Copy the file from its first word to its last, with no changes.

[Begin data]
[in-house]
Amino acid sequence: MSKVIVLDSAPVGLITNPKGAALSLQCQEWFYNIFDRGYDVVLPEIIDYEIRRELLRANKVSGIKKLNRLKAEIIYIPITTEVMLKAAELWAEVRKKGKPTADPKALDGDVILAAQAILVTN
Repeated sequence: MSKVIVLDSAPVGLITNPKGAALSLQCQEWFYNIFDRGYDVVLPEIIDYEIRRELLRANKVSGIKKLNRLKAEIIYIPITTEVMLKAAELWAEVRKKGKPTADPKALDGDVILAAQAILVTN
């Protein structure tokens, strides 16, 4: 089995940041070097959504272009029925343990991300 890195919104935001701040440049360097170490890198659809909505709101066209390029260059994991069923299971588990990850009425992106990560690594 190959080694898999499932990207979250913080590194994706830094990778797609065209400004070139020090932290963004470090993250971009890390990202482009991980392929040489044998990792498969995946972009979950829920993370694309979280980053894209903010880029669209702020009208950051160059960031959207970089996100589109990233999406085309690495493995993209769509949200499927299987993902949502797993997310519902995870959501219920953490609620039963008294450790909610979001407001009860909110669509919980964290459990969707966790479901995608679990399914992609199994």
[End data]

[in-house]
Amino acid sequence: MSKVIVLDSAPVGLITNPKGAALSLQCQEWFYNIFDRGYDVVLPEIIDYEIRRELLRANKVSGIKKLNRLKAEIIYIPITTEVMLKAAELWAEVRKKGKPTADPKALDGDVILAAQAILVTN
Repeated sequence: MSKVIVLDSAPVGLITNPKGAALSLQCQEWFYNIFDRGYDVVLPEIIDYEIRRELLRANKVSGIKKLNRLKAEIIYIPITTEVMLKAAELWAEVRKKGKPTADPKALDGDVILAAQAILVTN
């Protein structure tokens, strides 16, 4: 089995940041070097959504272009029925343990991300 890195919104935001701040440049360097170490890198659809909505709101066209390029260059994991069923299971588990990850009425992106990560690594 190959080694898999499932990207979250913080590194994706830094990778797609065209400004070139020090932290963004470090993250971009890390990202482009991980392929040489044998990792498969995946972009979950829920993370694309979280980053894209903010880029669209702020009208950051160059960031959207970089996100589109990233999406085309690495493995993209769509949200499927299987993902949502797993997310519902995870959501219920953490609620039963008294450790909610979001407001009860909110669509919980964290459990969707966790479901995608679990399914992609199994």